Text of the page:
Scoreless and clueless

Last updated : 04 January 2005 By Rob Davies
After a promising festive period, Notts disappointed against a poor Rochdale side that were reduced to 10-men before half time, and played the final 15 minutes with 9.

The fact the visitors managed to hang on is testament both to goalkeeper Matthew Gilks, but also the lack of imagination and creativity shown by the home side.

The Magpies did manage to carve out a few openings - notably the early chance that fell to Glynn Hurst - but were too often found lacking the craft and guile needed to break Rochdale's stern resistence.

Caretaker manager Ian Richardson made just one change from the side that beat Cheltenham 2-0 on New Year's Day. Matty Gill was struck down with a bout of food poisoning, so influential Stefan Oakes returned from a surprise spell on the sidelines to partner Paul Bolland in midfield.

Oakes: Recalled
Richardson again opted to play in a 4-4-2 formation, with David Pipe operating as an orthodox winger on the right-hand side and Rob Ullathorne back in his preferred role at left full-back.

Notts began the game at a frantic pace, playing with confidence and verve that suggested Rochdale could be in for a torrid afternoon.

Just three minutes were on the clock when the home side carved out arguably their best chance of the afternoon.

Top scorer Glynn Hurst - who netted his first goal since early November on Saturday - broke in behind the defence, but, when clean through on goal, smashed his shot straight at Gilks. The finishing was poor, and Hurst's lack of composure more so. You wonder what would have happened if the former Chesterfield frontman had tucked away the golden oppurtunity.

County were playing some positive football, with Pipe frequently running in space down the right-hand side. Pipe himself was twice in behind the defence during the opening ten minutes, but hesitation cost him and both of the chances were wasted.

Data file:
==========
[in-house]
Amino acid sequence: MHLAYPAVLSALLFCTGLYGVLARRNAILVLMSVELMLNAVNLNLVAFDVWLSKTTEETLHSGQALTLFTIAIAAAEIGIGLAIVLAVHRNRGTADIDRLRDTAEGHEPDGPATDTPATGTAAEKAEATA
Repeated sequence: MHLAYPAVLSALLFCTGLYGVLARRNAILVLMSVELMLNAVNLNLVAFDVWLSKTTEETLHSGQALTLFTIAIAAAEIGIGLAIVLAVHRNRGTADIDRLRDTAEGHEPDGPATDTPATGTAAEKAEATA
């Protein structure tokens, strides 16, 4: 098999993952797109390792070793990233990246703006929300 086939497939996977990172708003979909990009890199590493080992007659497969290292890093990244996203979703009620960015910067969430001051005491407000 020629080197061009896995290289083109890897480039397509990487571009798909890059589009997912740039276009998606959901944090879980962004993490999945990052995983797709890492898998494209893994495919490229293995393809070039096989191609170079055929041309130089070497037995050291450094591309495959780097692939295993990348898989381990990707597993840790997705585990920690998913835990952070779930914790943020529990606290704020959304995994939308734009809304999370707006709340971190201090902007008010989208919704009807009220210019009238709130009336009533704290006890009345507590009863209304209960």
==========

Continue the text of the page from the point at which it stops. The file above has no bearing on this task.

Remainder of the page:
After such a promising start though, Notts were never able to sustain such pressure and allowed the visitors to come more and more into the game - as is the pattern with most games at Meadow Lane in recent months.

Hurst: Missed chances
Dale top scorer Grant Holt had their first real effort on 24 minutes with a half-volley that was fumbled by Saul Deeney, but cleared by the defence.

One theme of the first half was the over-zealous referee Carl Boyeson, who was as picky and whistle happy as they come. He was, however, correct to book visiting defender Gareth Griffiths for a cynical trip on the rampaging Gavin Gordon.

Oakes hit the resulting free kick straight at the keeper, before Hurst again got behind the visiting rearguard, only to hit his shot straight at Gilks, when a square ball would have left Chris Palmer with a tap-in.

Paul Bolland was the next Notts player to come close, after he skipped past a challenge and struck a well-hit left footed shot that was well held by Gilks.

The turning point for the entire encounter would come a minute before half time though, when Rochdale midfielder Ernie Cooksey was sent off for a two-footed tackle on Pipe.

From my view, the offence only warranted a yellow though the referee was straight on the spot and immediately gave Cooksey his marching orders. In hindsight, the incident actually worked in Dale's favour with Notts creating far more chances against 11 men then they did against 10.

Pipe responded to Cooksey's - who was lucky not to see red in the original encounter between the two sides for an elbow on Kelvin Wilson - by appearing to knee him in the head and can himself feel lucky to not see a card.

Half Time: Notts County 0-0 Rochdale AFC

Richardson had to make an enforced change at half time with Pipe - who had been the Magpies best player in the first period - picking up an ankle injury and being replaced with Tony Scully in a straight swap.